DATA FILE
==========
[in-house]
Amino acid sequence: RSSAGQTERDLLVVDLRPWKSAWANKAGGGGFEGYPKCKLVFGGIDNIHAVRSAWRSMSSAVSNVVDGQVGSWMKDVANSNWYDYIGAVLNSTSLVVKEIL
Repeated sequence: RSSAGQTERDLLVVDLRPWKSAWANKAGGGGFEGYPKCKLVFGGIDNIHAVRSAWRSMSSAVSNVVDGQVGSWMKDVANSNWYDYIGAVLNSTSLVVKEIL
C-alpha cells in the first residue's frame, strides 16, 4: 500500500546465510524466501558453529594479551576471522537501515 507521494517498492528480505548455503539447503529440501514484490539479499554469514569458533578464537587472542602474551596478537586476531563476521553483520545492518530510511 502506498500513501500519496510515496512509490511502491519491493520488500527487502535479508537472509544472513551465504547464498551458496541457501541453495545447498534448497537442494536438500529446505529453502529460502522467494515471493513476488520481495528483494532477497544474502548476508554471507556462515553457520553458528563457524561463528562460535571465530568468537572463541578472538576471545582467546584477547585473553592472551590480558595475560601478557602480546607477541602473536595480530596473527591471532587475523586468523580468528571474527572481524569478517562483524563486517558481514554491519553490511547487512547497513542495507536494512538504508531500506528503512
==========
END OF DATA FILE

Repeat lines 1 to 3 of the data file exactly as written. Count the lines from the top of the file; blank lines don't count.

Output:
[in-house]
Amino acid sequence: RSSAGQTERDLLVVDLRPWKSAWANKAGGGGFEGYPKCKLVFGGIDNIHAVRSAWRSMSSAVSNVVDGQVGSWMKDVANSNWYDYIGAVLNSTSLVVKEIL
Repeated sequence: RSSAGQTERDLLVVDLRPWKSAWANKAGGGGFEGYPKCKLVFGGIDNIHAVRSAWRSMSSAVSNVVDGQVGSWMKDVANSNWYDYIGAVLNSTSLVVKEIL